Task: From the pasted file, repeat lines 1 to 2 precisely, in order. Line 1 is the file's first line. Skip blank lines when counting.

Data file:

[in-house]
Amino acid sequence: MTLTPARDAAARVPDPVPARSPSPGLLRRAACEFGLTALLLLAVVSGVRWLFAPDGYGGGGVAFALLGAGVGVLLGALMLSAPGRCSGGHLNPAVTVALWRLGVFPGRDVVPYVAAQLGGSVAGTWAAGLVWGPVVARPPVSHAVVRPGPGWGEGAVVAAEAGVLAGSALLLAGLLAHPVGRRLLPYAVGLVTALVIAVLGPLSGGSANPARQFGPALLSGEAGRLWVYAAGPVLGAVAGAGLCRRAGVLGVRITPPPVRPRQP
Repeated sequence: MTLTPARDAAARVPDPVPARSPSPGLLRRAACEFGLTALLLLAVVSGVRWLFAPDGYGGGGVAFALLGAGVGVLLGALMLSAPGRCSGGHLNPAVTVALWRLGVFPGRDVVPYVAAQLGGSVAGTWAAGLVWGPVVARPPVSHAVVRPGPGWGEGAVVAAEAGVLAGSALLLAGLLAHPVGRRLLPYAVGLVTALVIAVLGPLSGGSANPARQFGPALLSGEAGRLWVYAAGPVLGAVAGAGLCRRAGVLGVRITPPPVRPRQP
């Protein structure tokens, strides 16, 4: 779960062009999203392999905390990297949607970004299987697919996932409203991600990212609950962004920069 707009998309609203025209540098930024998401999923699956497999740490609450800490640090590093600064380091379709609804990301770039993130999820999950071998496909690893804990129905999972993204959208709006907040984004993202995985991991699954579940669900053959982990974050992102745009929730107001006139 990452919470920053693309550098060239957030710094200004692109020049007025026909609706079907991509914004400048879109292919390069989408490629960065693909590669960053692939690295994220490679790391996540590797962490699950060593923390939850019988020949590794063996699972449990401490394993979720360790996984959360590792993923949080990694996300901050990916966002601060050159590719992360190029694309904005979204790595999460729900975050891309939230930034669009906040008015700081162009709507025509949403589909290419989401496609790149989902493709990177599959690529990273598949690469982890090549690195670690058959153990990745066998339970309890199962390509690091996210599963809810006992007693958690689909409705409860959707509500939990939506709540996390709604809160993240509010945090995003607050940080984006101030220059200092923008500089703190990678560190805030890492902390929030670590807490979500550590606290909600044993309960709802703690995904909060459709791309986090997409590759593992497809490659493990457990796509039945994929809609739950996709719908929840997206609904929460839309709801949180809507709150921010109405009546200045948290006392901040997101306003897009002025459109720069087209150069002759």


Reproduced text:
[in-house]
Amino acid sequence: MTLTPARDAAARVPDPVPARSPSPGLLRRAACEFGLTALLLLAVVSGVRWLFAPDGYGGGGVAFALLGAGVGVLLGALMLSAPGRCSGGHLNPAVTVALWRLGVFPGRDVVPYVAAQLGGSVAGTWAAGLVWGPVVARPPVSHAVVRPGPGWGEGAVVAAEAGVLAGSALLLAGLLAHPVGRRLLPYAVGLVTALVIAVLGPLSGGSANPARQFGPALLSGEAGRLWVYAAGPVLGAVAGAGLCRRAGVLGVRITPPPVRPRQP